All posts filed under: Discussion posts

5 tips to study for your online exams

Unlike usual, this post isn’t about books – or rather, not about novels or recreational books. It does include textbooks, though. Since we’re in self-quarantine here, all non-essential services are closed, which includes universities and schools all over the country. Many schools are now turning to the internet to maintain their classes online as much as possible, either having their classes live on platforms like zoom, or using panopto and other video conference software to record videos and power point presentations and make them available to their students whenever possible. If you’re a full-time university student, like me, you’ve probably had to rethink your entire study methods over the past few weeks : online learning is, after all, very different from in-person classes. And with online classes, come… online finals ! So I thought I’d share some of the tips I found useful while preparing for my exams after switching all my classes to online learning. 1. Don’t underestimate the difficulty of the exam Many professors will assume that, since you’re doing the exam online, …

Why I’m not focusing on productivity right now.

By now, if you go on the internet on a regular basis, you’ve probably seen one of those headlines. Or ten. You know, the ones about “how to avoid gaining 10 pounds while self-isolating“, or “how to stay on top of your cleaning when everyone works at home“. Or “how to avoid distractions and stay busy during self-isolation“. The articles that tell you it’s important to keep your morning habits and not give in to the siren of “working from home in sweatpants instead of dressing up for work every day”. The perfect self-isolating woman those articles describe us wakes up at 5 in the morning, does her gym exercises every day, cleans her apartment, takes the dog on a walk but doesn’t see anyone, respects every confinement rule and spends the energy necessary to ensure everyone in her household does too. She feeds everyone, does the laundry, teaches the children so they don’t miss anything while school’s closed, and works from home at her 9 to 5 job. I’m not going to lie – …

2020 discussion challenge announcement

This is going to be an extra short post – one that will, hopefully, lead to some much longer posts in the future : I’m going to try to participate in the 2020 discussion post challenge, hosted by Nicole @ feed your fiction addiction and Shannon @ It starts at midnight ! There are 5 levels to the challenge, but I’ll be aiming for the first one, “discussion dabbler” : the goal will be to post between 1 and 10 discussion posts during the year ! This type of post isn’t my specialty, to say the least, so I’m aiming pretty low, but I’m positive this will be a nice experience for me and that pushing myself a little bit outside of my blogging comfort zone will be beneficial in the long run. I really want to create original content, and a challenge like this one might be just what I need to get the inspiration to do so ! You can see the challenge rules here, and there’s still time to sign up – …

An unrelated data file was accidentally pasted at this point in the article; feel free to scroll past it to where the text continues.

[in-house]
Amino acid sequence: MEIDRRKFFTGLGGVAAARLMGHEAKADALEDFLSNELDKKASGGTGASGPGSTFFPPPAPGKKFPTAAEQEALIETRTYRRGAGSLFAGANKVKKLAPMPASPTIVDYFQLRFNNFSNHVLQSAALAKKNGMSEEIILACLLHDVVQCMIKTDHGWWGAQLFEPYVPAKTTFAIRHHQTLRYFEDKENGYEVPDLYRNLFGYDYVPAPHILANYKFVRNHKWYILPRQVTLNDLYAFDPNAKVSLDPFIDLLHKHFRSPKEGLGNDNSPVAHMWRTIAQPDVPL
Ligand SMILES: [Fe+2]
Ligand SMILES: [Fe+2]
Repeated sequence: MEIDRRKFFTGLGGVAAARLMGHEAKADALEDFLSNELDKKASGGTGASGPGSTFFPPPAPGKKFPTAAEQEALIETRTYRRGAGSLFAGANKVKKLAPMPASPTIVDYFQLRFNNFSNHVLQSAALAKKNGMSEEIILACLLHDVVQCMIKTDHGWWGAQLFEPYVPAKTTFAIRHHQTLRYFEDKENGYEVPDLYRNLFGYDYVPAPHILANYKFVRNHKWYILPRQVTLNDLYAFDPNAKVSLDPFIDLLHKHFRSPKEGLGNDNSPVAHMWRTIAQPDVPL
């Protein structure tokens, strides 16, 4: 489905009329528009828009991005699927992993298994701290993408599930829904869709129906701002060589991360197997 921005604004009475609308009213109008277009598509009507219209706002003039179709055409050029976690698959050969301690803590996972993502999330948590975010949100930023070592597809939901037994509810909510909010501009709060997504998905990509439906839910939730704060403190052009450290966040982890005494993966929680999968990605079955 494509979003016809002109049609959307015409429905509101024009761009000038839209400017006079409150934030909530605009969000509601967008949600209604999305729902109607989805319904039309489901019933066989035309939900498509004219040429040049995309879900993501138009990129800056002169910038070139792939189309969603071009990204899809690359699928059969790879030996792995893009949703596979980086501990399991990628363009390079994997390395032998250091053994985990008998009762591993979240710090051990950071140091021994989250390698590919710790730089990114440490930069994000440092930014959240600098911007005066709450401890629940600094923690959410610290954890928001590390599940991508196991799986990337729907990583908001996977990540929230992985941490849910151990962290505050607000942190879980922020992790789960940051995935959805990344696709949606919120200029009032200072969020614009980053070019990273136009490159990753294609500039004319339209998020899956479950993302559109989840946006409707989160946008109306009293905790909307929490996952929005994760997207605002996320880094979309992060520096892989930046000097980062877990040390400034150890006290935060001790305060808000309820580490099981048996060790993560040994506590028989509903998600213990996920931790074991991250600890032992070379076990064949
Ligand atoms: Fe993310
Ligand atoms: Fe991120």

My reading habits

I’m always pretty curious of how other people read, and where/when they do so : do they read in their bed ? In the bus when they go to work in the morning ? I know my father’s been keeping a book in the pocket of his coat for some time now, just in case he gets stuck waiting in line for something, or has some free time and no additional work to do – but how do others read, and how does it compare to how I read ? When I thought about making this post, my first idea was that I don’t read that much in my day, and to be honest, that thought didn’t make me feel good about myself. But I spent some more time thinking about it, and realized that wasn’t actually true. So here’s a short post about my own reading habits ! WHAT I read First things first : in examining my daily habits, I actually realized that I read a lot of stuff throughout the day. Most …

What is, actually, YA ?

Recently, I was talking to someone about the latest books I read, and I mentioned Descendant of the crane (which I finally found the time to review here !) by Joan He, which is categorized on Goodreads as “Fantasy”, “Fiction”, and “Young Adult”. When I mentioned that last category, the person I was talking to had a surprising reaction : they couldn’t believe that I was reading YA. “YA is for kids”, they told me, “it’s full of bad literature like Twilight and all those sappy romance novels !”. I disagree. So I turned to the internet, to see what, exactly, is the YA category supposed to be, and what kind of books it includes. Turns out, I had to look at a lot of different blog posts and articles to try and figure this out, so I made a compilation of the answers I found here ! What are the principal categories ? There’s YA, teen fiction, and new adult. YA is usually separated from teen fiction and new adult by the age ranges …

My days are too short.

Do you have these days when you feel like there’s just not enough hours in your day to do all the things you want to do ? Yesterday morning, I woke up at 7, feeling tired and drowsy from lack of sleep. I went to bed at 10pm the night before, thinking a solid 8 hours of sleep would help me get back on my feet the next day and perform better at work… but my flatmates had decided otherwise, and invited their friends for a dinner party in our apartment, that rendered me unable to sleep until 1:30am. Instead of the good 8 hours of sleep I had wished for, I barely managed to get 5:30. I couldn’t stay in bed any longer, so I took a couple more minutes of rest and then went to take a shower, get dressed and start my day – make my lunch, take a shower, go to work, work for 7 hours with a 30 min lunch break, get out of work, go to a meeting for …